Graphic Recording on Wikwemikong

Wikwemikong Unceded First Nation is on Manitoulin Island, about 2 hours North-west of my hometown, Sudbury, Ontario.  Last Tuesday, I had the privilege of graphically recording an Aboriginal children’s health and well-being workshop with the community’s youth and parents.

Before the workshop started, I explained my role as a Graphic Recorder. I wanted to make sure the kids felt comfortable coming up to me and asking about the images I was drawing to represent their conversation. I let them know I’d need some help with the colouring process, and invited them to join me once the workshop was over.

Kids are smart. Once they understood that a big poster was being created, they described exactly what they wanted to see.

Question: “What would a healthy child be doing in your community?”


“A boy smiling and eating and apple and an orange!”

“Strawberries! Lots of strawberries!”

“A pow wow dancer wearing moccasins with beads and feathers and drinking a glass of water!” (Okay, that one is a challenge to draw)

As Graphic Recorders, it’s usually our job to listen and quickly think of the best visual to represent what’s being said. By being so descriptive, this group was doing the hard work for me!  Easy. I drew out exactly what the kids described and if I missed anything they were sure to let me know.

Halfway through the workshop the younger ones got restless and decided to take me up on my offer to help with the graphic. Three or four of them started pulling colours at random from my marker bag and doodling on the board. I felt tense about this at first, seeing the markers in my bag cap-less and un-orderly, and losing some control of what was being drawn. But I also couldn’t blame them – as an adult I can hardly resist the temptation of a big, blank, canvas and a bag full of colour.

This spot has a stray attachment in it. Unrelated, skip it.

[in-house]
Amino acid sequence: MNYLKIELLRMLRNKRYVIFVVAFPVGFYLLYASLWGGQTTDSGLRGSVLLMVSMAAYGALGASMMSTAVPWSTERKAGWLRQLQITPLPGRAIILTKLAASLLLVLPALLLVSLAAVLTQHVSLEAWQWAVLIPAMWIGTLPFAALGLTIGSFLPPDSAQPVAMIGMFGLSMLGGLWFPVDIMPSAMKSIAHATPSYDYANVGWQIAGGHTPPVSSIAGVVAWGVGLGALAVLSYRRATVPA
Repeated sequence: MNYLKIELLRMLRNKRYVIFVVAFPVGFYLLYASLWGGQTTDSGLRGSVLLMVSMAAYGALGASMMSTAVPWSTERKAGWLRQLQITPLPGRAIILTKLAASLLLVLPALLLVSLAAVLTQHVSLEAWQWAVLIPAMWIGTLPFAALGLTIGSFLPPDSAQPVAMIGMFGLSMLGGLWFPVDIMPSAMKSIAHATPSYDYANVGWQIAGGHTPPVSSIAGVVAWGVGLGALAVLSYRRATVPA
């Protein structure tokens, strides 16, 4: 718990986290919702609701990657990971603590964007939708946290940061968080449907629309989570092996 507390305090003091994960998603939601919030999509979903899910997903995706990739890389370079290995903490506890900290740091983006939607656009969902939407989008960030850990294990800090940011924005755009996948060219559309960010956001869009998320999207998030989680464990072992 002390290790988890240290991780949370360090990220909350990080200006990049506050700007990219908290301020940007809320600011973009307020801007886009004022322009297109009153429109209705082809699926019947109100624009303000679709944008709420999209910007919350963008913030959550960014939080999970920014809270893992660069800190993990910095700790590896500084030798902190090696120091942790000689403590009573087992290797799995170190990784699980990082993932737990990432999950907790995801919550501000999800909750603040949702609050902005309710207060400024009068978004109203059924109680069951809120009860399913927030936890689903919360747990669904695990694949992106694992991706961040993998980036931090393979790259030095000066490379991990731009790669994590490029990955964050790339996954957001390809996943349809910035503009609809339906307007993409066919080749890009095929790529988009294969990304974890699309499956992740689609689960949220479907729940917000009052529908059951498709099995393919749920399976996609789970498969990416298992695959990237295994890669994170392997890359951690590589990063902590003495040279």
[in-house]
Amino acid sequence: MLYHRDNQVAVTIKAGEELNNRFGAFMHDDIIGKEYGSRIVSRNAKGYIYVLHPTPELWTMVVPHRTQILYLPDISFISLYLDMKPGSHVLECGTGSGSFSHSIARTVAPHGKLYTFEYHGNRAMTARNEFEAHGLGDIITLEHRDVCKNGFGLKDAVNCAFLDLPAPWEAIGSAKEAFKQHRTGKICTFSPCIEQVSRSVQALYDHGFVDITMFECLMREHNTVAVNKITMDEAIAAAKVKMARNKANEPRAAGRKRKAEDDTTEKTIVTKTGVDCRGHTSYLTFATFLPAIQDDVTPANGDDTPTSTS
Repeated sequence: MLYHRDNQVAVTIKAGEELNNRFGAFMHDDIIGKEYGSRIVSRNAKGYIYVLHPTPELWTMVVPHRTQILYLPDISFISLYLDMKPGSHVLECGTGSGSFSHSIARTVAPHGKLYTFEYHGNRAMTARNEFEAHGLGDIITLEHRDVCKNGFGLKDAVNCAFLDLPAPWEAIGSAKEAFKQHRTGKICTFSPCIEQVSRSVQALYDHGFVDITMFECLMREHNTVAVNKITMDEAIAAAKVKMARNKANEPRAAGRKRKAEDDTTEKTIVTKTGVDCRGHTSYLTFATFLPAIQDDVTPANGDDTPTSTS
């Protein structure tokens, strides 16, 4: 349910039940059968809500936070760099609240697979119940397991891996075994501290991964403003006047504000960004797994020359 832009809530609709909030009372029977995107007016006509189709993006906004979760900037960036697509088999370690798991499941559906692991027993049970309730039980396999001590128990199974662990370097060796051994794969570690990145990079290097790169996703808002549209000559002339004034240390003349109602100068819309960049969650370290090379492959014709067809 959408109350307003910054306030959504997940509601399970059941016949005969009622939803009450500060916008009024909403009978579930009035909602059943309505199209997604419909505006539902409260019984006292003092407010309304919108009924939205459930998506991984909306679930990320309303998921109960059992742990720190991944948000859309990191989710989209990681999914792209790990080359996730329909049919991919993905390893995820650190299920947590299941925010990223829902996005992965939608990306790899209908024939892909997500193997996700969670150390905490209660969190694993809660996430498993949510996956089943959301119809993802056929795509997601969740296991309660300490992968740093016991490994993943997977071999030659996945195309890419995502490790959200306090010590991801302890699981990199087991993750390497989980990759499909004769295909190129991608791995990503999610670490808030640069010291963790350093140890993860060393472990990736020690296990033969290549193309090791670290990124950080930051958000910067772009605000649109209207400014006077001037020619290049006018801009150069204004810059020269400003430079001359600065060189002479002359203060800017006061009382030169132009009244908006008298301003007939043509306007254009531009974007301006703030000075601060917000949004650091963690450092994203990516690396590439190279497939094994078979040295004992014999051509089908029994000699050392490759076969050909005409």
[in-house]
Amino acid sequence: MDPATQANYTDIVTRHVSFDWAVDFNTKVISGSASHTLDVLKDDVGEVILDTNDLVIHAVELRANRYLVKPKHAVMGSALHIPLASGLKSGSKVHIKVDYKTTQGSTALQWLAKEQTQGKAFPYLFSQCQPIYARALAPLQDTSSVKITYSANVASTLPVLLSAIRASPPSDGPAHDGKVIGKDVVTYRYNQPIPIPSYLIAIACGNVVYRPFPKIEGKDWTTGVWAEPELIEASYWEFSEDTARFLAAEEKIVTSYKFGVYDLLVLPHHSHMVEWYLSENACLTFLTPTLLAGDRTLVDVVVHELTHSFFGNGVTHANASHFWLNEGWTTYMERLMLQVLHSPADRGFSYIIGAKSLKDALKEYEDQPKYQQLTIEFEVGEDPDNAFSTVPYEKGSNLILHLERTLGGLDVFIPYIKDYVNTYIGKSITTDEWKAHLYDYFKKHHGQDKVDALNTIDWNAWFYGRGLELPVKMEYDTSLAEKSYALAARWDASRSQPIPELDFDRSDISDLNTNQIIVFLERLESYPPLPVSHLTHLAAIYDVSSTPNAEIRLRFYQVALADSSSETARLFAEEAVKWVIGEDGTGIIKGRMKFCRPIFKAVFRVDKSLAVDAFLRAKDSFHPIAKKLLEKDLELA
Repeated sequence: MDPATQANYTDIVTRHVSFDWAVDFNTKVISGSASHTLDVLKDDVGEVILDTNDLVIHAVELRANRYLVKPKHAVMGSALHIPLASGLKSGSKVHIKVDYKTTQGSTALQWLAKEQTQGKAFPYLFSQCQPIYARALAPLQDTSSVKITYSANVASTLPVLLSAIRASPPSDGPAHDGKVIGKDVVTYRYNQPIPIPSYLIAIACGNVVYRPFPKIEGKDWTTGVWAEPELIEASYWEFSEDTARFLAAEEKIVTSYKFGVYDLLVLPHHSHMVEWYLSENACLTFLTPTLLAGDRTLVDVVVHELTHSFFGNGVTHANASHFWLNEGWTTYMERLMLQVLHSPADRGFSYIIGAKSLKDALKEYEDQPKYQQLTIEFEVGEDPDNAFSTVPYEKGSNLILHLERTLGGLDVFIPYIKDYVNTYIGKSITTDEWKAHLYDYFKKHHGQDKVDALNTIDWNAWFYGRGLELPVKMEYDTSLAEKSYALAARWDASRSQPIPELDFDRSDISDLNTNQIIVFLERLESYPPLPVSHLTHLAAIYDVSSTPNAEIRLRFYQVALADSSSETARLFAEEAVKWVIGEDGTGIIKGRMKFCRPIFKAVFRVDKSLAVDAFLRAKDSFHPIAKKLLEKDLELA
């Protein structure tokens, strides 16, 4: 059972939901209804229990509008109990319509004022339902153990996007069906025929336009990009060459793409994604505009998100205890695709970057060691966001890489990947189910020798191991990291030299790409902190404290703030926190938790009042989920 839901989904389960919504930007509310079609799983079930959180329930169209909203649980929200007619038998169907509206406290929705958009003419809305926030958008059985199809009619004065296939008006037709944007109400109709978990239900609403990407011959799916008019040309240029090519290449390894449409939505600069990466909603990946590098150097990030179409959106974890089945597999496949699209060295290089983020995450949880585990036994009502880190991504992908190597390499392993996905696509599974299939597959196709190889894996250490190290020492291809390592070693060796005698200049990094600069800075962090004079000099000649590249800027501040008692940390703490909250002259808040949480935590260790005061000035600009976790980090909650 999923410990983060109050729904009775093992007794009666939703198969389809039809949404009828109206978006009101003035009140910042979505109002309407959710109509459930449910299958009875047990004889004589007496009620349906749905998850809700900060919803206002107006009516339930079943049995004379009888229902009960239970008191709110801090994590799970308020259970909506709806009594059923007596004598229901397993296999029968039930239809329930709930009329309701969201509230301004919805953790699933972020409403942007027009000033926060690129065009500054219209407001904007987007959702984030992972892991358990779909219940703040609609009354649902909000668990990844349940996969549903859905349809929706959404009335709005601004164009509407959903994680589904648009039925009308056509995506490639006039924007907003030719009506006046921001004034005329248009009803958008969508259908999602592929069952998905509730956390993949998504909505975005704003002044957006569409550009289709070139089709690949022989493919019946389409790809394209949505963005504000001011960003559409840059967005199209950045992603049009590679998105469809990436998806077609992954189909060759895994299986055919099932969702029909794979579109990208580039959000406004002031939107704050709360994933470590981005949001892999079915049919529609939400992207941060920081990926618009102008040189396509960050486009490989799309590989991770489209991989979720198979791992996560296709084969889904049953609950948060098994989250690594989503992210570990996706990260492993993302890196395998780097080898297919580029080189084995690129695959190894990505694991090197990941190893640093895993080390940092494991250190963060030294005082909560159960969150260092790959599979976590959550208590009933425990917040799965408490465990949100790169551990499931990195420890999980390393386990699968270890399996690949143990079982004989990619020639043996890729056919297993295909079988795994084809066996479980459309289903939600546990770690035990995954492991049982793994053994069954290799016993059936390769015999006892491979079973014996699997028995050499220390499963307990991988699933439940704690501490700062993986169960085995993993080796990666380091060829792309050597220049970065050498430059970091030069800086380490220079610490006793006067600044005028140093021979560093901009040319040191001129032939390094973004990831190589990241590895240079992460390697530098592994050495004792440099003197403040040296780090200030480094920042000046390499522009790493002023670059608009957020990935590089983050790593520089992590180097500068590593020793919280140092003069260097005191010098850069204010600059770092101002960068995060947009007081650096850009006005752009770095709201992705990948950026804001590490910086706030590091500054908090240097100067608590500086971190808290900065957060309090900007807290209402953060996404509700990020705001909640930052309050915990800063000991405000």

After some mayhem, I nervously took a step back from the board to check out what “additions” had been made. I needn’t to have worried..the images and words the kids had added were beautiful! The purpose of the work was the represent the children’s voices…why not have them draw directly on the board with me?

Here are a few of the unique and beautiful words/doodles that can be found on the “Voices of Our Children” Graphic Recording for the Wikwemikong Unceded First Nation.

It was a wonderful experience to see the children’s voices valued during the workshop that night. I wish them luck with their goals to achieve welln­ess among the youth in their community!

Written by Erica Bota